UK & World News
Jimmy Savile: Thompson's Office 'Was Warned'
The Jimmy Savile child abuse allegations were flagged up to the office of former BBC boss Mark Thompson at least twice, according to new claims.
The then director-general's office was formally alerted by journalist Miles Goslett in May and by an ITV email in September, The Sunday Times reports.
According to the paper, his aides were told on both occasions that the allegations concerned Savile's alleged abuse of minors on BBC premises.
Mr Thompson, who has since left the BBC and is about to start a job as chief executive of The New York Times, denies he was ever personally informed.
Mr Goslett is said to have spoken to Jessica Cecil, the head of Mr Thompson's office and asked to speak to him about allegations that Savile had molested underage girls on BBC premises.
Ms Cecil told Mr Goslett to speak to the press office and said she did not tell Mr Thompson of the allegations.
A BBC spokesman said: "Jessica Cecil's firm recollection of this brief call is she advised the journalist to put their points to the BBC press office. She then informed the BBC's director of communications about the call."
A spokesman for Mr Thompson said: "Mark was not aware of the conversation between Miles Goslett and Jessica Cecil on May 18, 2012. He was on holiday at the time and this brief conversation was not relayed to him, either then or subsequently.
On September 7, ITV is reported to have contacted Mr Thompson's office with detailed questions about its findings based on interviews with 10 victims.
A spokesman said: "Mark does not recall being briefed and took no part in the response to the email in early September from ITV relating to its Jimmy Savile documentary. This response was handled by colleagues in BBC Journalism.
"As Mark has made it clear, he had no involvement in the decision not to proceed with the Newsnight investigation into Jimmy Savile."
The former BBC chief has previously said he was neither "notified nor briefed" about details of Newsnight's investigation into the Jim'll Fix It star which was later controversially dropped.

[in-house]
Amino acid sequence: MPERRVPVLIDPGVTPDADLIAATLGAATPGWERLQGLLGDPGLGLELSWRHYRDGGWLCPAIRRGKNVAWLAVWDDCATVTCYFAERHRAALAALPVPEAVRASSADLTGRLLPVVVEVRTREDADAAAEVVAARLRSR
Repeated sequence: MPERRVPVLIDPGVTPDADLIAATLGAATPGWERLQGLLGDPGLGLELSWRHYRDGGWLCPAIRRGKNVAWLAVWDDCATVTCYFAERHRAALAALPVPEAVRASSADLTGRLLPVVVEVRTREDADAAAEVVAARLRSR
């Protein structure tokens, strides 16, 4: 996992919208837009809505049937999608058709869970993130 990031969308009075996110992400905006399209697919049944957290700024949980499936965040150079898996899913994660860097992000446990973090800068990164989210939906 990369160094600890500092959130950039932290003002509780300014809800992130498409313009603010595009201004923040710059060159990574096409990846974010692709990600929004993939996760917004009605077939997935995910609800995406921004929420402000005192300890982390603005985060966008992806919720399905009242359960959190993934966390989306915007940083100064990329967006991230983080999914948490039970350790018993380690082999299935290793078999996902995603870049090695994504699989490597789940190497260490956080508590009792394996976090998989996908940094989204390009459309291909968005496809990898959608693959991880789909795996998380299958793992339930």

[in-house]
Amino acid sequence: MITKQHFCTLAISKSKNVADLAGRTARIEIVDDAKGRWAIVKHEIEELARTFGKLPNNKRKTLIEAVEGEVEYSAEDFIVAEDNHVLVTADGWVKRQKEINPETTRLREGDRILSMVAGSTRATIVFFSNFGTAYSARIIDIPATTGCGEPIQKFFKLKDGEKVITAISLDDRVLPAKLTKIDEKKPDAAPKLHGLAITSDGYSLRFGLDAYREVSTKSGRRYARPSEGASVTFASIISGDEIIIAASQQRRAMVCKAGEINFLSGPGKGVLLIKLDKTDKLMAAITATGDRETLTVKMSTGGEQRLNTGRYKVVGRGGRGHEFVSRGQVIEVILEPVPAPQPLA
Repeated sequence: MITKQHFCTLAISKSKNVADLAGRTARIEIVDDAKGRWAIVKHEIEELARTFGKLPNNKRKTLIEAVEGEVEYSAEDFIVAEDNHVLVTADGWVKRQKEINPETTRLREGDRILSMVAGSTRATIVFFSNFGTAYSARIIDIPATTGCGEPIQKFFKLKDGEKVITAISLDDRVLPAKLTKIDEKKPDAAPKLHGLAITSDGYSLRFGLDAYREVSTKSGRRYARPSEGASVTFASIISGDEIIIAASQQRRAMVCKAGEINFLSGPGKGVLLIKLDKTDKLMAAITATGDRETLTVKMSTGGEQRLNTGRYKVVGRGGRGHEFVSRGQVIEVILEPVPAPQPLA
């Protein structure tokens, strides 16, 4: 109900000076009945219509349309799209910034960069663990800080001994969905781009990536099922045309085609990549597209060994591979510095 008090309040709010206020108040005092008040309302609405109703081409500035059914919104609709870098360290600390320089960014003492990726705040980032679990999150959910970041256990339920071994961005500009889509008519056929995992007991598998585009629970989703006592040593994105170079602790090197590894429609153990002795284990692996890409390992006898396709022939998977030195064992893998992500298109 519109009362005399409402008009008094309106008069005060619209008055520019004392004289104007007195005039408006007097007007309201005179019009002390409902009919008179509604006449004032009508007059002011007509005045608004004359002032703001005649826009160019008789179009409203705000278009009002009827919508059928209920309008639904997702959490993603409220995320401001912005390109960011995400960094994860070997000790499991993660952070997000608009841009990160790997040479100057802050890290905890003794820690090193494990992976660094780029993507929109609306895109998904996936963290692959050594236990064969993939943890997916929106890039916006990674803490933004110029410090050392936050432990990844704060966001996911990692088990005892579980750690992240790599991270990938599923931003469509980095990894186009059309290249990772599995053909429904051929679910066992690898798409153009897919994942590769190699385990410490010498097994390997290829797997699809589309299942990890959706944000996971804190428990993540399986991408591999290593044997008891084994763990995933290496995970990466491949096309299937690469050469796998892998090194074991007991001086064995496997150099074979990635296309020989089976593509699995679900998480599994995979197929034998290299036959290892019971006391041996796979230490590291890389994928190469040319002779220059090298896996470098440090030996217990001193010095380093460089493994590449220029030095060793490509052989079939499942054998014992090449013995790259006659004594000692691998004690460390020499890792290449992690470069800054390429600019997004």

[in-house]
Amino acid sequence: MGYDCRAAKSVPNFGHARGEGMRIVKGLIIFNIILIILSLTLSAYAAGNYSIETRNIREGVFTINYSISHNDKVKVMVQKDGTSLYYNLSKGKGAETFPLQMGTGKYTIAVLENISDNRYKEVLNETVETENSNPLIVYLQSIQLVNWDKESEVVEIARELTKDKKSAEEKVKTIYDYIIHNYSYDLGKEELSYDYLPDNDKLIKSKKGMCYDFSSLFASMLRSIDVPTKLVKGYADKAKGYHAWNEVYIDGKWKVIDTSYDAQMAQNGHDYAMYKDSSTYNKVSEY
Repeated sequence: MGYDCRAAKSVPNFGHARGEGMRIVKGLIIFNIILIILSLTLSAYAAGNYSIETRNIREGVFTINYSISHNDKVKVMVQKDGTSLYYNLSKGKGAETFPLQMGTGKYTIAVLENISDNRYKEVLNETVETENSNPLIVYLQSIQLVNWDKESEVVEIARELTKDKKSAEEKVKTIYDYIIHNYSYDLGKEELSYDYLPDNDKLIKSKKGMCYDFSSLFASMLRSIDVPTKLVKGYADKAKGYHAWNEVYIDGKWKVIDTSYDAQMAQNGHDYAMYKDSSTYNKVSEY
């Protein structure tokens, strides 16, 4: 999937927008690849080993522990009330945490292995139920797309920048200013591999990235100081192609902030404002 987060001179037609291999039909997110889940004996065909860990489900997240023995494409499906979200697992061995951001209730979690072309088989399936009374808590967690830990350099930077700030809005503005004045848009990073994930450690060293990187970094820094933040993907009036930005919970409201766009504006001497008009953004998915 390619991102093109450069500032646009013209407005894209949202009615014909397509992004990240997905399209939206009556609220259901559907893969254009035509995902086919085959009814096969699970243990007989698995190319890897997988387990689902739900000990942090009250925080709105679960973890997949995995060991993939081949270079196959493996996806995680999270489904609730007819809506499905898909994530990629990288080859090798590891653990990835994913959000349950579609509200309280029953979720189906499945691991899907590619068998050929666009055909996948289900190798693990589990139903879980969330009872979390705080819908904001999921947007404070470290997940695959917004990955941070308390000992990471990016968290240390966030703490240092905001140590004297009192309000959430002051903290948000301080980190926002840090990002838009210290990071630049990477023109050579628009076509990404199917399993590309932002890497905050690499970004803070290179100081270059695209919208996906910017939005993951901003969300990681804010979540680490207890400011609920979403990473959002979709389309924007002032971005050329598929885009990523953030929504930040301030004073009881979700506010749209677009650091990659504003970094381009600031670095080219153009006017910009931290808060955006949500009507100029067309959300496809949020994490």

He later told reporters he had "formed the impression it [the Newsnight investigation] was about sex abuse" after a conversation at a party but when he called the news department he was told it had been axed for editorial reasons.
Police have now described Savile, who died in 2011, as a sexual predator who could be one of the worst paedophiles the UK has ever seen.
Hundreds of people have come forward claiming to be his victims. Around 130 have so far been questioned. A further 114 assault claims have been made.
Amid major questions about the culture at the BBC and its decision not to proceed with the Newsnight programme on Savile, the corporation has ordered three inquiries.
The chairman of the BBC Trust, Lord Patten, has said he is dedicated to getting to the bottom of the scandal, vowing there would be "no covering our backs".
He wrote in the Mail on Sunday that the broadcaster "must tell the truth and face up to the truth about itself, however terrible".
Communities Secretary Eric Pickles told Sky News that the BBC should take it as a wake-up call to become more open.
"I think it's in all our interests for the BBC to be held in the highest esteem that it deserves and I think the problem at the heart of the BBC is that the organisation is too secretive," he told Sky's Dermot Murnaghan.
"I think it should think now that it should open itself up to Freedom of Information requests. I think it should look towards publishing a lot of its expenditure online... I don't think it can see itself away from the real world."
Childline founder and ex-BBC TV presenter Esther Rantzen told Sky News: "There are so many questions that need to be answered.
"What happened when people witnessed bad things happening when Jimmy Savile was at his height?
"How is it that this pain-staking piece of journalism (Savile investigation) was not transmitted on one of the flagship programmes (Newsnight)?"
She added: "What happened in the last four weeks is too late. I want the right judgements to have been made far earlier."